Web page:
How to Give Sudo Permission to Users on Ubuntu Linux [Beginner’s Tip]

When installing Ubuntu, you’re asked to create a user, and that user gets sudo access by default. That’s good, because you need root privileges to do things like perform updates and install packages(probably wouldn’t be too nice if any user could do that).

But what about new users you created after installing Ubuntu? What if the new user also needs sudo permissions?

In this tutorial, I’ll go over the steps you need for adding a user to sudoers in Ubuntu, from both the command line and a GUI.

The GUI method will work for the desktop version of Ubuntu, while the command line method will work for both the desktop and server versions.

Note: this tutorial is not about creating users in Ubuntu. I’m assuming any users you’re doing this for have already been created. Lastly, to give sudo access to another user, you must have sudo access yourself.

Giving sudo permissions from the command line

Giving a user sudo permission from the command line is just a single command if you know the username of the user:

sudo usermod -aG sudo username

The above command adds the user to the sudo group, which is used to track the users who are allowed to have sudo permissions. Just adding the user to the sudo group takes care of everything. Pretty easy, right?

Let’s go over what that command just did:

  • usermod: The usermod command is used for modifying an existing user in Linux.
  • -aG: The a option means append(or add), G is for groups. So, this adds the specified group to the specified user, without touching the user’s existing groups. If you exclude the a option, the user would be removed from all its groups except sudo (you don’t want that).
  • sudo: the second sudo in the command represents the sudo group.
  • username: This is the name of the user you want to add to the sudo group.

If you don’t know the exact username, you can list the users on your system using the compgen -u command. You’ll find the username near the end of the command’s output.

How to verify if the user has sudo access

There are various ways you can check if a user has sudo access. You can check if the user is part of sudo group with the following:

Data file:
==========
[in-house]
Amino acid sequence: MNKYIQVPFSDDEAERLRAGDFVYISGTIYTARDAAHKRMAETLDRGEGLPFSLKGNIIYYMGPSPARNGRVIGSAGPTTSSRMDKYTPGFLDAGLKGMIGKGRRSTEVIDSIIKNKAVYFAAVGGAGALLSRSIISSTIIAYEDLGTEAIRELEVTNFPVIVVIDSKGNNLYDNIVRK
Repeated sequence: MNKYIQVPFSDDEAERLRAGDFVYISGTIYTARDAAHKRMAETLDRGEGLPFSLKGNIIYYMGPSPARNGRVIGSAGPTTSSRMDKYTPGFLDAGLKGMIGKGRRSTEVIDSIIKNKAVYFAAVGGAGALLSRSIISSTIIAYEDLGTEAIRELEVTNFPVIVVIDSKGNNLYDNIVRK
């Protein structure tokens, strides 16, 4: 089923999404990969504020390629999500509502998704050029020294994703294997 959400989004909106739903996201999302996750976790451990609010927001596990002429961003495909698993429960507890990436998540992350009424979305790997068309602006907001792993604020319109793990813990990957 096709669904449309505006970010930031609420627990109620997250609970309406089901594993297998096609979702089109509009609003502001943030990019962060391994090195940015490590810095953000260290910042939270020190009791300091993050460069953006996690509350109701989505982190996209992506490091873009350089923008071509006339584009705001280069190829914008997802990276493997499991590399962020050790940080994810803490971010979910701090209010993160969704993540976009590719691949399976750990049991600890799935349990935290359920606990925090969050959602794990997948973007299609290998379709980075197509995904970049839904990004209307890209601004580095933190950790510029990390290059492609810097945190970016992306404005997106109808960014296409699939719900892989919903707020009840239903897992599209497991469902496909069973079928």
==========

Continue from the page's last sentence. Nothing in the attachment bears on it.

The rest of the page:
groups username
sudo group check

Alternatively, you can log in as the other user you just gave sudo access to and run a command with sudo. For example:

sudo echo "I am root!"

If everything’s set up correctly, it’ll output I am root!. If you get an error about the user not being in the sudoers file, try going through the instructions again, or you can use the graphical method below.

Giving sudo access to a user on Ubuntu Desktop

Giving a user sudo permissions on Ubuntu Desktop is a simple two-step process:

Step 1: Open up the Settings application, go to ‘Users’ and click ‘Unlock’. Enter your password when prompted to do so.

Unlock user settings Ubuntu

Step 2: Toggle the Administrator switch to on.

Add user as sudo on Ubuntu desktop

And that’s it! If you want to see if it worked, log in as the user you gave administrator permissions to and try running the same command as before. Look for the same output as mentioned before.

sudo echo "I am root!"

Wrapping up

With that, you’ve given a user sudo permissions! The commands should be mostly, if not completely functional on other distros such as Debian, Fedora, or Arch Linux.

If you have any questions or suggestions, feel free to leave them in the comments.

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  • Sudo provides a means of limiiting root access privileges such as mounting/unmounting drives, as well as copying from privileged directories. Anyone who gives full sudo privileges is just a system destruction waiting for mr joe curious who wants to see what sudo rm /test/ * does when there is a inadvertang space before the *

  • Hunter, I know in other businesses where I have worked, they have given sudo rights to a specific command. Can you let us know how that is done?

    • Have a look in sudoers(5), what you want is Cmnd_Alias. Also look for Runas_Spec if you are more interested in running particular commands as a specific user. It’s a lot to read, but it’s well worth it with that particular manual. Most users don’t even have the slightest idea just how much power and how fine-grained a configuration sudo gives them. Don’t be one of them, read the (in this case) friendly manual.

  • No mention of newgrp. Using usermod instead of adduser is sort of rather un-Ubuntu/Debian-esque. Instead of compgen getent would work well. The command id should have been mentioned and if you don’t know the exact username you should refrain from making some user member of the sudo group. Last but not least /etc/sudoers was pretty much skipped, even though the sudo group only gains its special powers on account of being mentioned there on a Debian/Ubuntu.

    The way it’s written you could use this almost on other distros if you mentioned the wheel group. It’s a shame that the convenience command adduser wasn’t mentioned but other than the group name nothing is really specific to Debian/Ubuntu.

    • Thanks for the feedback!

      I agree that some stuff is more tailored to Debian/Ubuntu, and then some might ironically not be(or some other stuff might’ve at least been more anyway). I tried to go with what I knew best though, as I know that it’ll work for users, and it allows be to be more confident in what I talk about.

      Again though, thanks!